What experts and users say

Several experts provided input of Project BBCG. Here’s what they have to say. And below (click here) are the feedback from people that read the tutorial.

Kai Lankinen, founder of Dr. Lankinen Graphic Innovations, has over 20 years of experience in packaging printing and collaboration with international brand owners and printers: ”I’ve been following Eddy’s blog for a long time and found these posts very actual, entertaining, and educational. Having previously faced the same issues with brand owners’ color definitions, I noticed Eddy’s post on brand color guide and our discussion started a few months ago with a small note that a ‘Lab’ can be interpreted in several ways… And I’m pleased to see that Eddy has once again delved deeply into the topic and compiled the scattered professional information into a simple, but very describing and fundamental tutorial. I’m sure this will be very actual, entertaining and educational for everyone! – Thanks for your great commitment, Eddy!”

Henk W. Gianotten, long-time expert in font technology, typography, prepress and printing and author of hundreds of publications (view his online biography): “This publication is extremely important for brand owners, creators of corporate design, packaging designers and printers. Get rid of the Pantone suggestions for CMYK percentages and use the ASE- and/or the CxF-technologies to define the proper colors. Predictable, stable in production and reliable for additional runs. Nice work, Eddy!”

Paul Sherfield, long-time print standardisation consultant (The Missing Horse Consultancy) and FESPA Colour Management Ambassador: “In my many years of hands-on experience, I’ve seen too many brand and corporate identity manuals, both from national and internationally well know names, that are imprecise and therefore inaccurate when specifying brand and corporate colour for use in the many different medias available. CMYK and RGB values, e.g., are often quoted with no reference to an ICC profile or use case. Resulting in a brand colour that will look different for every combination of printing process and substrate used. Project BBCG aimed in clear terms to improve the reproduction of brand and corporate colours and the way they are specified to the many types and media, and communicated to all involved in accurate colour reproduction, including designers.”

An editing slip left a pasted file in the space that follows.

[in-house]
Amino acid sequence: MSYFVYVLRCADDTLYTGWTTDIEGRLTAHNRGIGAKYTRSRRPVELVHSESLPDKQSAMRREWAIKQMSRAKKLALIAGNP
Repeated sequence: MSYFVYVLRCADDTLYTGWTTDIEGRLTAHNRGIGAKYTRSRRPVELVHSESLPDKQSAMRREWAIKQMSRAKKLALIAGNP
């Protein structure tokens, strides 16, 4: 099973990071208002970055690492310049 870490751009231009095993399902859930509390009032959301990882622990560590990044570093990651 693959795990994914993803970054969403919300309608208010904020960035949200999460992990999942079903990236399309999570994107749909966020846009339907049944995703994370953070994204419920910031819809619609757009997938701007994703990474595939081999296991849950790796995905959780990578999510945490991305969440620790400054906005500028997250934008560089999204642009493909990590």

Hauke Liefferink, managing director of ACME Graphics: “The Better Brand Color Guide is a great tutorial for brands to choose, define and communicate existing brand colors as well as introduce new colors that are entirely unique and not found in swatch books. Eddy does wonderful work describing a straightforward and practical way to do this across both printed and digital media. The next ‘color of the year’ is your very own color!”

Gary Courtney, Technical GC and Training at DagwoodLinnetts experiences the issues with current brand color guides on a daily basis. “We at Dagwood Linnetts specialise in quality print, mock ups and prototypes for the advertising, design and packaging industries. Project BBCG brings together important technologies and best practices which we have advocated for years, along with some additional rock solid approaches to brand colour standards all in one clever package. It’s a wonder that no one has suggested such an efficient approach years ago.”

Gary, BTW, always has no less than 10 current copies of Pantone color guides in the shop. He was so kind to measure a few patches in these guides. The table below shows the measurements the Blue 072 C patch in 7 of his guides, and how these compare to the Pantone ‘master’ data. All were outside the 2 dE00 that Pantone specifies as the maximum tolerance, for about 90% of the colors.

Table with measurements of Pantone 072C
The first column shows the dE00 compared to the Pantone digital ‘master’ data. The other columns/rows are the deviations between different measured copies. The highest deviation between two individual copies is between #5 and #2: almost 1 dE00. BTW: all of these guides were bought at the same moment, all were still within warranty at the moment they were measured.

Eddy Hagen, independent mind at insights4print.ceo and initiator of Project BBCG: “Too many discussions and too many rejected/wasted print jobs have the same root cause: flawed, ambiguous or incomplete brand color guides. It’s high time we approach brand color definitions in a better, a rock-solid way and share these in the easiest way possible: as ASE files. It’s high time for Project BBCG.”